The industrial revolution driven by data
The United Kingdom is in the midst of its fourth industrial revolution, powered by data and the value it creates. The results of canvassing 250 people from the retail, banking, and media and entertainment industries on this issue revealed that many companies are well on their way to having mature strategies and internal redeployment is the favoured method of filling data roles.
It was revealed that 72% of media and entertainment companies, 80% of retail companies and 85% of banking firms have a data and analytics strategy which has been delivered against for at least the last 12 months or more.
"Because they are so reliant on click stream and ad serving, media and entertainment firms really had to be early adopters."
The results were presented by Mike Ferguson, managing director of Intelligent Business Strategies, at the Big Data LDN conference, where he told an audience that having had a closer look at the figures, he was able to see differences by size of business.
“Over 80% of large media and entertainment firms had a data strategy beyond 12 months. Because they are so reliant on click stream and ad serving, they really had to be early adopters.”
The survey also showed that firms in these three sectors have a lot of faith in their own employees when it comes to finding talent to implement their data strategies and that a very small number will resort to outsourcing. Six out of ten will look to identify and redeploy transferable skills as a way of getting the necessary data skills in a constricted market.
Peter Jackson, who became the chief data officer at Southern Water eigth months ago, has used this strategy himself as he said those who are already in the company “are the people who understand the data and have been in the job for many years, keeping the business running.”
He said that he found a general desire to upskill and learn new techniques and methodologies among the existing people at the workplace.
“Data and analytics is strategically important [if] they are investing in their own employees.”
For Ferguson, a willingness to recruit internally highlights the fact that data and analytics is seen as strategically important by those in the board room, evidenced by the will to invest in their own employees, keep skills in-house and upskill people.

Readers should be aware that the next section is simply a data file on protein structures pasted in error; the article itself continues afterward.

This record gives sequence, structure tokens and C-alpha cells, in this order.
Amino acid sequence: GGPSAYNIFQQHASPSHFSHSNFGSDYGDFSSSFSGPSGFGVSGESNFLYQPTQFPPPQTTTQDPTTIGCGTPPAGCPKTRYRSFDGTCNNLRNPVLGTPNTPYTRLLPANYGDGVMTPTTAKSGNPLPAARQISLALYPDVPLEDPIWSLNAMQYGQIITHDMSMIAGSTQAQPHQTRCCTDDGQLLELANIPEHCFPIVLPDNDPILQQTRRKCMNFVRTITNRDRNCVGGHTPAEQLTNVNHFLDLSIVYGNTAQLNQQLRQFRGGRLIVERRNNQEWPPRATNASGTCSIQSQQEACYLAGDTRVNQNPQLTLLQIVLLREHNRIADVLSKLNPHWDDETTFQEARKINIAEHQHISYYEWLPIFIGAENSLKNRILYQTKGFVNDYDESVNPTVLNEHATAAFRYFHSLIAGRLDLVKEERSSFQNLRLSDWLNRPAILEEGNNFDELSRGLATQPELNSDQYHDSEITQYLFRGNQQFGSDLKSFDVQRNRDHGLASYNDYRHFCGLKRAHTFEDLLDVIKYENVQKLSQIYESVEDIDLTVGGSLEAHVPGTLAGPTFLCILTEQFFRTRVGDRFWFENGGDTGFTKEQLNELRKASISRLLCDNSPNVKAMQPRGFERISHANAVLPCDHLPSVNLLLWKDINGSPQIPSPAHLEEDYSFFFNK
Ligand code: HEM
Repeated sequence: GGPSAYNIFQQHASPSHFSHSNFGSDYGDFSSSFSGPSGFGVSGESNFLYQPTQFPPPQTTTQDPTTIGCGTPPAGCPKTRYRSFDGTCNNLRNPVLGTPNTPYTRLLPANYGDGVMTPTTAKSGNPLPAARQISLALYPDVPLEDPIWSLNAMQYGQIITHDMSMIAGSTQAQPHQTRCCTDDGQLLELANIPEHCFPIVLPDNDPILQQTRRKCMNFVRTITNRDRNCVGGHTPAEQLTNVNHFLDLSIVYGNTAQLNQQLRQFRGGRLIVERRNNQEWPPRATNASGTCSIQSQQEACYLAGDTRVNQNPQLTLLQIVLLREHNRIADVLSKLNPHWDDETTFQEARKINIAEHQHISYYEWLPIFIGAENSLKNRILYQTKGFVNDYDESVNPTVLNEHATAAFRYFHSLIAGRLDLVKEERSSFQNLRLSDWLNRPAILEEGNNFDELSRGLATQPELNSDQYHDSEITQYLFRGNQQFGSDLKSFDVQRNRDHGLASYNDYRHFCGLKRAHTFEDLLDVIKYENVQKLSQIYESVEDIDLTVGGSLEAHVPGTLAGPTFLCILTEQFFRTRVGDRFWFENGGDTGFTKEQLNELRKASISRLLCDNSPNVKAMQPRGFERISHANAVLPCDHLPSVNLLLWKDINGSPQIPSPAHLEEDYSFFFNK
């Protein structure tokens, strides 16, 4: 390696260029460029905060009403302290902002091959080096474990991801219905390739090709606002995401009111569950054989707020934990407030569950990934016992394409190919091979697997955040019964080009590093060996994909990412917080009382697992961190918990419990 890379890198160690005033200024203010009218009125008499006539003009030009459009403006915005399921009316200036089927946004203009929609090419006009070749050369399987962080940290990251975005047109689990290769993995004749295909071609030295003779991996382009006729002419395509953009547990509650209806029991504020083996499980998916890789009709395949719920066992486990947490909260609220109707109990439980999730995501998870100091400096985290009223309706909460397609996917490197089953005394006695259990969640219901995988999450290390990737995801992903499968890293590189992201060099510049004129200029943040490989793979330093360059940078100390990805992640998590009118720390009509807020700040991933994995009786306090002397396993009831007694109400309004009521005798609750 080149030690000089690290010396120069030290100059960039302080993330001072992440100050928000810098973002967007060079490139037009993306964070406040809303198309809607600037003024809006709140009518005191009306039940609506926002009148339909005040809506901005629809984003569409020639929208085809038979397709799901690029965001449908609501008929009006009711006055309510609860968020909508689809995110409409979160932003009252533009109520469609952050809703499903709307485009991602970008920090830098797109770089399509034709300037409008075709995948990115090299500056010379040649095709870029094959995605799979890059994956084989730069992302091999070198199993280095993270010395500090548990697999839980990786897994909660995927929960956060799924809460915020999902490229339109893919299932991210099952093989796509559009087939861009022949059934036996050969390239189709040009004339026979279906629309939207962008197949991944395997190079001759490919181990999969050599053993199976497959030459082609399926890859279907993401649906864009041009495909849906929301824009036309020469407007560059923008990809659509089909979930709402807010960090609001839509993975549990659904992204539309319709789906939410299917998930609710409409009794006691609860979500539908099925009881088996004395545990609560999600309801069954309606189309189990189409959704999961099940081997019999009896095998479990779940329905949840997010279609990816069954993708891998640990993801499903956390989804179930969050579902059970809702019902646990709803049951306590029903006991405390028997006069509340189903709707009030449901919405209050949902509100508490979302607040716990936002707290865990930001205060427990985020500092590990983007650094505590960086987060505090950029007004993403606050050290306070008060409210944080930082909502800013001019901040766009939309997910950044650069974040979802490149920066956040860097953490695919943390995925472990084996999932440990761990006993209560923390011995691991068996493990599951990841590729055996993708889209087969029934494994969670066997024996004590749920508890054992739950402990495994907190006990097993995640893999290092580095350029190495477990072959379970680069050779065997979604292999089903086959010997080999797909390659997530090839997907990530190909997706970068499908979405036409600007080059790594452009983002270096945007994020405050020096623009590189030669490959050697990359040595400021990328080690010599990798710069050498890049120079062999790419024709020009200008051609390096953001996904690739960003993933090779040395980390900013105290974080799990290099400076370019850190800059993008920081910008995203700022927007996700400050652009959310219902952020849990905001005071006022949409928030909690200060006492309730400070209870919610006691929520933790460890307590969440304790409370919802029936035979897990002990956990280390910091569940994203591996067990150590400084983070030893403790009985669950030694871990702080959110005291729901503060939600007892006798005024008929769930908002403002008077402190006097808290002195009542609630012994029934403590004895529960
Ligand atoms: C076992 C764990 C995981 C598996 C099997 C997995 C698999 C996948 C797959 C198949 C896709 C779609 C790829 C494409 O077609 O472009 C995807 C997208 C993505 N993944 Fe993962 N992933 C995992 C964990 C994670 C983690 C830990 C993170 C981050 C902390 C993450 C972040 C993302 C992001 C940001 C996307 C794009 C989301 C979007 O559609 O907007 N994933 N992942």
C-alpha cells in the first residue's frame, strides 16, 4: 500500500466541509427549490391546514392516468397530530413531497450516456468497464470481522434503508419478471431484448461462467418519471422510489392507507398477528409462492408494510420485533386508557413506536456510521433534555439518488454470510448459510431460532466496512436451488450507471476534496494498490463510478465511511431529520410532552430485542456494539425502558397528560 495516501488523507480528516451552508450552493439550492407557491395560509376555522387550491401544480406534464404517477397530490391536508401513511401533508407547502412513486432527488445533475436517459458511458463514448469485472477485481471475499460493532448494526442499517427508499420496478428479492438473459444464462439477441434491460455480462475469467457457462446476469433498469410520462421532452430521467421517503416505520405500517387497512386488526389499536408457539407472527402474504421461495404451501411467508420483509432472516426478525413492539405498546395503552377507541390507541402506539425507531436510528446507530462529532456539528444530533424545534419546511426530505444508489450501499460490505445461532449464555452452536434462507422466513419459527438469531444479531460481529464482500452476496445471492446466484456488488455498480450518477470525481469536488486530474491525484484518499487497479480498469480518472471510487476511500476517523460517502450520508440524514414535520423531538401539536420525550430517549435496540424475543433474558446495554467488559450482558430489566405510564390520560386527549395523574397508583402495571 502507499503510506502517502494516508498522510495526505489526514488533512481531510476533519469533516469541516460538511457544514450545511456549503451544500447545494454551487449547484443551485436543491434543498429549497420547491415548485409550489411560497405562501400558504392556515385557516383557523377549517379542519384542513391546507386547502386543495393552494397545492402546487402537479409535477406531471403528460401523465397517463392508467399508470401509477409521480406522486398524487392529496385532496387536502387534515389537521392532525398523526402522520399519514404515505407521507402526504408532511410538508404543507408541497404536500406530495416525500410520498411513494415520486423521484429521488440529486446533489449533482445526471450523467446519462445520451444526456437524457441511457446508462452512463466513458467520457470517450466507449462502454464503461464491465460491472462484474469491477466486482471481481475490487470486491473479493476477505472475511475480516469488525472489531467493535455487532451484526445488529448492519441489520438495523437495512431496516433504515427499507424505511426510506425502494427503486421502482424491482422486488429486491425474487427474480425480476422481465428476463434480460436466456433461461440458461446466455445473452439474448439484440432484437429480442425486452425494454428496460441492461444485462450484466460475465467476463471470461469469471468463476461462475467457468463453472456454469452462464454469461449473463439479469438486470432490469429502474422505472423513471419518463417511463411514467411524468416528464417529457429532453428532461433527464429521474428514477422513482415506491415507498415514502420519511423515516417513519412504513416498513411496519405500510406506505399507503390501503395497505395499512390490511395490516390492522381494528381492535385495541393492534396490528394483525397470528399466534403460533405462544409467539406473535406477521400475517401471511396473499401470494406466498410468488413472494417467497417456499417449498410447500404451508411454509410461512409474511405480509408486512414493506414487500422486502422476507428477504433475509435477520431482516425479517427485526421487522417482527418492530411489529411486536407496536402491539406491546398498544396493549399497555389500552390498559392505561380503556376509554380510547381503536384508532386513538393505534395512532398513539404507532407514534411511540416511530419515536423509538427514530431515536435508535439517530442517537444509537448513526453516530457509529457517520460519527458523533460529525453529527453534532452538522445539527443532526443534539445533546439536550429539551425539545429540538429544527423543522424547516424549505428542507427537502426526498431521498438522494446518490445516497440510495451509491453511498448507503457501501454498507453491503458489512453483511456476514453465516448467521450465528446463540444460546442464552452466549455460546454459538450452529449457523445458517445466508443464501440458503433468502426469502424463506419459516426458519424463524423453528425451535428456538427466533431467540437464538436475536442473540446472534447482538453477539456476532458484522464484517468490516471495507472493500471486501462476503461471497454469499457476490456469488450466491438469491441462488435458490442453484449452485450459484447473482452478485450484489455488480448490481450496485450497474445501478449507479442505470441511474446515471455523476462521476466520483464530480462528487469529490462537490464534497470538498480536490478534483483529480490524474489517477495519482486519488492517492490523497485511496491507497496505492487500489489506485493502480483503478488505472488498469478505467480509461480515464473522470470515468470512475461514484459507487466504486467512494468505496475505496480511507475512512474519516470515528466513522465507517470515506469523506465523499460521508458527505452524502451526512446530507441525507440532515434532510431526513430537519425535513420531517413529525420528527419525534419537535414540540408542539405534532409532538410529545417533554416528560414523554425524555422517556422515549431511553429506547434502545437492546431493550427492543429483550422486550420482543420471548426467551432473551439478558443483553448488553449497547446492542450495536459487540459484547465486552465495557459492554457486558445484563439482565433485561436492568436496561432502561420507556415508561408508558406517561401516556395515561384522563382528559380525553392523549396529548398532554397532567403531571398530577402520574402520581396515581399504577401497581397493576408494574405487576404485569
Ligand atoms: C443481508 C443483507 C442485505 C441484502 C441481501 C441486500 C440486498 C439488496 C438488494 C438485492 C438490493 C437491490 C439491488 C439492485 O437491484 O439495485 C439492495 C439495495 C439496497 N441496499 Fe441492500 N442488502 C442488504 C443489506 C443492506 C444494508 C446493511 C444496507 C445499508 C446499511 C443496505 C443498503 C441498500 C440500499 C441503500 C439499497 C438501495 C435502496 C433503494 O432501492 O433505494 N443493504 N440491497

“It’s very clear the business is saying, ‘we own this, we think it’s strategic, we want the skills in-house, we do not want these people to leave because they are important to us.' The complete balance is in favour of internal skills, than going to the outside world,” he said.
Who the most important person in charge of data reports to is an indication of a firm's leadership structure as well as its maturity. For over half of respondents, this person is the CDO who reports to the CEO.
According to Abhas Ricky, director of strategy and innovation at Hortonworks, the most successful companies are those that have a hybrid structure, where the CDO reports to the CEO but also has a “dotted line” to the CIO.
“That allows the CDO the autonomy to go after futuristic projects where they don’t have the cost pressures. And because they have the dotted line to the CIO, they can leverage the IT organisation without having to build everything from scratch so that allows for economies of scale,” Ricky said.
The location within the company of the most important data person is an indicator of which department gets the most value from data, according to Jason Foster, founder and director of strategy consultancy Cynozure, which seems to stand to reason.
He said, for example, that the most data value would be extracted by the marketing department if a company’s agenda were all about loyalty, customer insight and engagement and therefore the CMO would be the most senior data person.
"Whilst there is a need to get the foundations in place, you'll find a CDO reporting very high up in an organisation."
For Jackson, the reporting pipeline going from a CDO to a CEO is indicative of a company that is new to having a data and analytics strategy.
“While there is a need to get the foundations in place, you’ll find a CDO reporting very high up in an organisation. Over time that may then shift into reporting elsewhere, possibly the CIO,” he said.
Ferguson added that the most popular reporting structure may be indicative of a CEO who wants to keep a close eye and tight rein on data in the early days of its adoption.
He said: “As the data and analytics strategy grows and is adopted more and becomes part of the foundation at that point, you see the CEO saying ‘I’m OK with this. I’ll let go and relinquish control’ but it is very clear very early on how heavily involved they are.”
The survey was conducted by Coleman Parkes for Big Data London and Hortonworks and is available to download.